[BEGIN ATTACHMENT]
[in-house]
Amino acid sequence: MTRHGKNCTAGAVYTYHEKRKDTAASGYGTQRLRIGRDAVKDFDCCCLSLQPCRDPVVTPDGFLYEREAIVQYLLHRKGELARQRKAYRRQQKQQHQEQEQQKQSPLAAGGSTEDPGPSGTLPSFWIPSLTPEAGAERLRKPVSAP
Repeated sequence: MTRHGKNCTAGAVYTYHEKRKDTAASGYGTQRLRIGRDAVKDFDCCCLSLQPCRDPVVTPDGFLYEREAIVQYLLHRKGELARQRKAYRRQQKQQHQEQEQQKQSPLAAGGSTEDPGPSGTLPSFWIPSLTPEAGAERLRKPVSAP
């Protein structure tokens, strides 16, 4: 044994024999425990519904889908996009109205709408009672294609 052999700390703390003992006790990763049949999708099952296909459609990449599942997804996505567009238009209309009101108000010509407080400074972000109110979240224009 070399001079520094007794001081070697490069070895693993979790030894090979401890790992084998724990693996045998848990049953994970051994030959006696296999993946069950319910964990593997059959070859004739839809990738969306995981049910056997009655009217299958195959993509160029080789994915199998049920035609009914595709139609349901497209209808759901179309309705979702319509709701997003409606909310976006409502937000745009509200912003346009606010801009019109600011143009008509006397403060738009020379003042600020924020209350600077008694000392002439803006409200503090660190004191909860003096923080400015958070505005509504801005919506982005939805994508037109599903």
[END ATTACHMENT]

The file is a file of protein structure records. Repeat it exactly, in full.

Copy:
[in-house]
Amino acid sequence: MTRHGKNCTAGAVYTYHEKRKDTAASGYGTQRLRIGRDAVKDFDCCCLSLQPCRDPVVTPDGFLYEREAIVQYLLHRKGELARQRKAYRRQQKQQHQEQEQQKQSPLAAGGSTEDPGPSGTLPSFWIPSLTPEAGAERLRKPVSAP
Repeated sequence: MTRHGKNCTAGAVYTYHEKRKDTAASGYGTQRLRIGRDAVKDFDCCCLSLQPCRDPVVTPDGFLYEREAIVQYLLHRKGELARQRKAYRRQQKQQHQEQEQQKQSPLAAGGSTEDPGPSGTLPSFWIPSLTPEAGAERLRKPVSAP
């Protein structure tokens, strides 16, 4: 044994024999425990519904889908996009109205709408009672294609 052999700390703390003992006790990763049949999708099952296909459609990449599942997804996505567009238009209309009101108000010509407080400074972000109110979240224009 070399001079520094007794001081070697490069070895693993979790030894090979401890790992084998724990693996045998848990049953994970051994030959006696296999993946069950319910964990593997059959070859004739839809990738969306995981049910056997009655009217299958195959993509160029080789994915199998049920035609009914595709139609349901497209209808759901179309309705979702319509709701997003409606909310976006409502937000745009509200912003346009606010801009019109600011143009008509006397403060738009020379003042600020924020209350600077008694000392002439803006409200503090660190004191909860003096923080400015958070505005509504801005919506982005939805994508037109599903």